Looking back on a long life with many acquaintances of many different sorts I notice particularly three kinds of people:
1. The most common and numerous might be called 'this-worldly', with a purely materialistic outlook. We might call them secular humanists. (In Walking Through Egypt a frightened old woman shares with her friend the preacher's message about the secular humanists who prowl about, and may wind up in your bedroom doing their bad secular things to you. [But that's a terrible digression!])
2. Other-worldly! Their conversation is in Heaven, and they have little interest in the mundane.
3. A handful of people "go both ways". They combine a keen interest in politics and in heaven (those two forbidden subjects for polite conversation). For them Heaven is not a place where nothing ever happens.
Who are some of these people who "go both ways":
Most notably (in my world of thought) Jesus. He turned over the tables of the money changers and got himself crucified, but he also had direct (continuous) access to what really matters.
Buddha? Well he was certainly a good man, but I haven't heard about any soup kitchens he started. The impression I have of my young American Buddhist friends is that their primary motive was the desire to escape, or dissociate themselves from the false Jesus of the politico-religious hard right. A way out, so to speak.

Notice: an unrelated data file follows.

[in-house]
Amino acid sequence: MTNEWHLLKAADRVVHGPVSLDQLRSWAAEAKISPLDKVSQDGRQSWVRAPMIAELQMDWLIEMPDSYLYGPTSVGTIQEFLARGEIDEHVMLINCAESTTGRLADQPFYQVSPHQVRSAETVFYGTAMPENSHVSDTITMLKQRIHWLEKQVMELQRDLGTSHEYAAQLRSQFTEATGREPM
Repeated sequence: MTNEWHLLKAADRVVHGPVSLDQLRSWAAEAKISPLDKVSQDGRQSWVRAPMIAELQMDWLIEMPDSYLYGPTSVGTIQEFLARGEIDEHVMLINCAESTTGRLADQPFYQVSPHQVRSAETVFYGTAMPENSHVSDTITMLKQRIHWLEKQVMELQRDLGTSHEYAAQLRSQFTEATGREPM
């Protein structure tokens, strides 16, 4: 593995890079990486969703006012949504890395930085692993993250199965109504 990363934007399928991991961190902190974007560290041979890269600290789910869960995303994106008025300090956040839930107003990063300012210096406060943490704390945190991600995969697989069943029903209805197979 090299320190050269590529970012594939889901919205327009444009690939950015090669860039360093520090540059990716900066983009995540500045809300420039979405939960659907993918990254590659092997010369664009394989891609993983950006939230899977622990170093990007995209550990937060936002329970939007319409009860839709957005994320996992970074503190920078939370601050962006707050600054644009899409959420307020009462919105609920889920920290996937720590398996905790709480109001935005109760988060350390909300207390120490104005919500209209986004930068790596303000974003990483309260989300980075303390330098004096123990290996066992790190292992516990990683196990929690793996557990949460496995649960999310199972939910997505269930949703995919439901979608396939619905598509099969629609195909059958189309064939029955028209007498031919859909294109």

Blake! for him politics and Heaven were interchangeable, simultaneous (much like Jesus in that respect). According to Kathleen Raine Boehme and Paracelsus, Socrates, Milton, and the Hebrew prophets sometimes "dined with him on the bread of sweet thought and the wine of delight". In the Marriage of Heaven and Hell he reported on dinners with Isaiah and Ezekiel.
The ability to go back and forth at will is the Christian ideal as I understand it. Plato might have called it the golden mean.
Dialogue is welcome. Opposition is true friendship. Let's engage in the "fierce contentions of Eternity".